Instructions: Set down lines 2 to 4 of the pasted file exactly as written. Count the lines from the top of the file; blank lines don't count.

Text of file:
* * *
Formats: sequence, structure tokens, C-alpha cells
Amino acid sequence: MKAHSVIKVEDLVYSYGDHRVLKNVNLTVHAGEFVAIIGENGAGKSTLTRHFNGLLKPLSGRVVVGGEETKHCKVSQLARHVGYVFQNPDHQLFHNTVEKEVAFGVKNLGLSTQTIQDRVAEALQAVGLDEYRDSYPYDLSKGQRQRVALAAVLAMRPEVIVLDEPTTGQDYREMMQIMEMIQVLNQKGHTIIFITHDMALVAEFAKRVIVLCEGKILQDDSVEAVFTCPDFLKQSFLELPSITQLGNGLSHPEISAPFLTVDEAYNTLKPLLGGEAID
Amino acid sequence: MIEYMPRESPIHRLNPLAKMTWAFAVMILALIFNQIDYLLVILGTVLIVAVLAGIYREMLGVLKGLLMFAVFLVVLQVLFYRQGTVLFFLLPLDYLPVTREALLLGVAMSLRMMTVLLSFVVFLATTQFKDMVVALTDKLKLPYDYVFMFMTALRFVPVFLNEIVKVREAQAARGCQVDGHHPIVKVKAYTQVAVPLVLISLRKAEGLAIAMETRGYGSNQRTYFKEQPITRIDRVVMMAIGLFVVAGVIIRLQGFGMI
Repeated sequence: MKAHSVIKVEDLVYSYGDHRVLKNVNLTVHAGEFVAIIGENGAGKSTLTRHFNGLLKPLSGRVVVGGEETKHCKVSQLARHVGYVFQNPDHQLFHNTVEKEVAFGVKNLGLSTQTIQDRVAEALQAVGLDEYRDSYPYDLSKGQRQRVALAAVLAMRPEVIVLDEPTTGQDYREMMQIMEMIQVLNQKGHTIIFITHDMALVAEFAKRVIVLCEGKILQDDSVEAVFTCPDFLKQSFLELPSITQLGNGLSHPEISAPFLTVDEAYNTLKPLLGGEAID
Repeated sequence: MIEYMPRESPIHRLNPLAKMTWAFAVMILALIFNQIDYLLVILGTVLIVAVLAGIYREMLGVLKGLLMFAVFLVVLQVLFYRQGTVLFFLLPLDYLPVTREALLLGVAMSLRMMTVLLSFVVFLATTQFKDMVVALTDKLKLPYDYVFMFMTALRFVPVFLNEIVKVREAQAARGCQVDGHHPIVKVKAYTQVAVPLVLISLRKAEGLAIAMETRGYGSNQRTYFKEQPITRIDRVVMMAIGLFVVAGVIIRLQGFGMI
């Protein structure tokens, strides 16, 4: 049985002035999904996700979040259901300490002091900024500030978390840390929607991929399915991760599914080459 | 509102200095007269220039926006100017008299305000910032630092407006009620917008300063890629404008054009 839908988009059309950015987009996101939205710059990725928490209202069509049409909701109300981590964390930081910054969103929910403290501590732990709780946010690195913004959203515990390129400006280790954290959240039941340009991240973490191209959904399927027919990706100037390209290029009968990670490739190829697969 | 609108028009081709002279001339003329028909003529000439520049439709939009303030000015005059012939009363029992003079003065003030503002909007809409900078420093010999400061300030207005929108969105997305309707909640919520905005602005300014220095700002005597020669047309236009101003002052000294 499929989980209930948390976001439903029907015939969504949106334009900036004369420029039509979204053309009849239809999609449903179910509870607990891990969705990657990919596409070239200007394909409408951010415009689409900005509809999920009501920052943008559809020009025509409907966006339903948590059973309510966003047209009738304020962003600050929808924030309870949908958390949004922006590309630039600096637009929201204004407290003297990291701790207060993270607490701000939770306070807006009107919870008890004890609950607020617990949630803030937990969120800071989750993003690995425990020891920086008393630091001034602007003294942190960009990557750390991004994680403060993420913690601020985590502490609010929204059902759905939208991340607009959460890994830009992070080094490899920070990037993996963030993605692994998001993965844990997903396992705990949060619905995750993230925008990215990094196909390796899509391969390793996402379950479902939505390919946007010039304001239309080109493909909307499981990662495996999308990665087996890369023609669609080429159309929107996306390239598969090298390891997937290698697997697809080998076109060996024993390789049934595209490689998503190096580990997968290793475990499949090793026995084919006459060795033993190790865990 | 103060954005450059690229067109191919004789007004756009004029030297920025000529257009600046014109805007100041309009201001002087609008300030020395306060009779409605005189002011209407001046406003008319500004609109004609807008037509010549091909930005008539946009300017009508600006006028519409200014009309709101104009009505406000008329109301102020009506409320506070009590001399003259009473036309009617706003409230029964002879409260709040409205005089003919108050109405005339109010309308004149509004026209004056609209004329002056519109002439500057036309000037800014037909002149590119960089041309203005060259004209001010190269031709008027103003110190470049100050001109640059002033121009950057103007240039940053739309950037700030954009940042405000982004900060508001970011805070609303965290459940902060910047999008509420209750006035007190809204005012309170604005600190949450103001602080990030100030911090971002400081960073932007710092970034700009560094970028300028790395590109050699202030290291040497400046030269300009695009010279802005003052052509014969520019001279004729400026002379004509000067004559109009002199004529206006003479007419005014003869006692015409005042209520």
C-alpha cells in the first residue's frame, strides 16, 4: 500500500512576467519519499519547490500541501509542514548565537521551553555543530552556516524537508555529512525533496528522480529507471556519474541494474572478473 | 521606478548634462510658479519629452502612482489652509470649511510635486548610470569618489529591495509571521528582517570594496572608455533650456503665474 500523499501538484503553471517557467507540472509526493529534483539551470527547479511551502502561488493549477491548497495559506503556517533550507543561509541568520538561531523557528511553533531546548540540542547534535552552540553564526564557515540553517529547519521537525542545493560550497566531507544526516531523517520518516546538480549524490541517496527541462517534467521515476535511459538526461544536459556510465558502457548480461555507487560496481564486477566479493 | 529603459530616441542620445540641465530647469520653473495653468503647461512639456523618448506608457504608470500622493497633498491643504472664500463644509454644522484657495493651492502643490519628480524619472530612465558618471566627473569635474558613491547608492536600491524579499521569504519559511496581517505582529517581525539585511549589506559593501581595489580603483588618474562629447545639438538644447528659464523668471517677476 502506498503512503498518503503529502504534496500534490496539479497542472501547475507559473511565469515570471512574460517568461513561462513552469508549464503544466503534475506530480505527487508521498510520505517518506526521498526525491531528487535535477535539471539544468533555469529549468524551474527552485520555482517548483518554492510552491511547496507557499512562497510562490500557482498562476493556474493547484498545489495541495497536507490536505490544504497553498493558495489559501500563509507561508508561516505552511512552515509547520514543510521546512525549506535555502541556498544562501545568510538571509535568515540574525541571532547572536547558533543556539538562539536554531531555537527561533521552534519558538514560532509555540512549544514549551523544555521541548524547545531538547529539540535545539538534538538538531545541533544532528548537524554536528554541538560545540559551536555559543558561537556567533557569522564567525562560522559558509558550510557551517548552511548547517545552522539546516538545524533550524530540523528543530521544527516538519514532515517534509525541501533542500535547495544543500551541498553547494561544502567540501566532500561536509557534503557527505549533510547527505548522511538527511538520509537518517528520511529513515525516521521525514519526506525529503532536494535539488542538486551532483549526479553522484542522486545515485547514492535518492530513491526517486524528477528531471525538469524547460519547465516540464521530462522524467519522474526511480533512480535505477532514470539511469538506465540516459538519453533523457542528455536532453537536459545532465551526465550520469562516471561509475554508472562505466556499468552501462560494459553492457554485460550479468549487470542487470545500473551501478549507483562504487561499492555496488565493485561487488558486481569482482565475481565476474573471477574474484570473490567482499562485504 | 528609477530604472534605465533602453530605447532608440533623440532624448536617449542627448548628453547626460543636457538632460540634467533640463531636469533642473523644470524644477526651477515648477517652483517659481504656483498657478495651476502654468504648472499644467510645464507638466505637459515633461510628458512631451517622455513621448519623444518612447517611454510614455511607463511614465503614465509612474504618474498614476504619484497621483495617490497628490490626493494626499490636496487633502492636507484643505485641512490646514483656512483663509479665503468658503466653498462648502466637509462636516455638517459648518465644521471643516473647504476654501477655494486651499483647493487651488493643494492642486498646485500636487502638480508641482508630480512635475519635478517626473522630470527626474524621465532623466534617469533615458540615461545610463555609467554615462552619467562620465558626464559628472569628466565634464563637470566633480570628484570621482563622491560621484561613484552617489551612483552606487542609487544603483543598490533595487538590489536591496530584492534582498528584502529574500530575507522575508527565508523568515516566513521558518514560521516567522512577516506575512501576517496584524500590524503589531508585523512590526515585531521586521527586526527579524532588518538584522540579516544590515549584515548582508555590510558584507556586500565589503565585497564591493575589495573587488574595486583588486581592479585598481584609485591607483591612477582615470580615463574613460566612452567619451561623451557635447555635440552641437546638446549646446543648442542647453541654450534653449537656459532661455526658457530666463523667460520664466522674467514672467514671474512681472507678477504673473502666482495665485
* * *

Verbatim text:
Amino acid sequence: MKAHSVIKVEDLVYSYGDHRVLKNVNLTVHAGEFVAIIGENGAGKSTLTRHFNGLLKPLSGRVVVGGEETKHCKVSQLARHVGYVFQNPDHQLFHNTVEKEVAFGVKNLGLSTQTIQDRVAEALQAVGLDEYRDSYPYDLSKGQRQRVALAAVLAMRPEVIVLDEPTTGQDYREMMQIMEMIQVLNQKGHTIIFITHDMALVAEFAKRVIVLCEGKILQDDSVEAVFTCPDFLKQSFLELPSITQLGNGLSHPEISAPFLTVDEAYNTLKPLLGGEAID
Amino acid sequence: MIEYMPRESPIHRLNPLAKMTWAFAVMILALIFNQIDYLLVILGTVLIVAVLAGIYREMLGVLKGLLMFAVFLVVLQVLFYRQGTVLFFLLPLDYLPVTREALLLGVAMSLRMMTVLLSFVVFLATTQFKDMVVALTDKLKLPYDYVFMFMTALRFVPVFLNEIVKVREAQAARGCQVDGHHPIVKVKAYTQVAVPLVLISLRKAEGLAIAMETRGYGSNQRTYFKEQPITRIDRVVMMAIGLFVVAGVIIRLQGFGMI
Repeated sequence: MKAHSVIKVEDLVYSYGDHRVLKNVNLTVHAGEFVAIIGENGAGKSTLTRHFNGLLKPLSGRVVVGGEETKHCKVSQLARHVGYVFQNPDHQLFHNTVEKEVAFGVKNLGLSTQTIQDRVAEALQAVGLDEYRDSYPYDLSKGQRQRVALAAVLAMRPEVIVLDEPTTGQDYREMMQIMEMIQVLNQKGHTIIFITHDMALVAEFAKRVIVLCEGKILQDDSVEAVFTCPDFLKQSFLELPSITQLGNGLSHPEISAPFLTVDEAYNTLKPLLGGEAID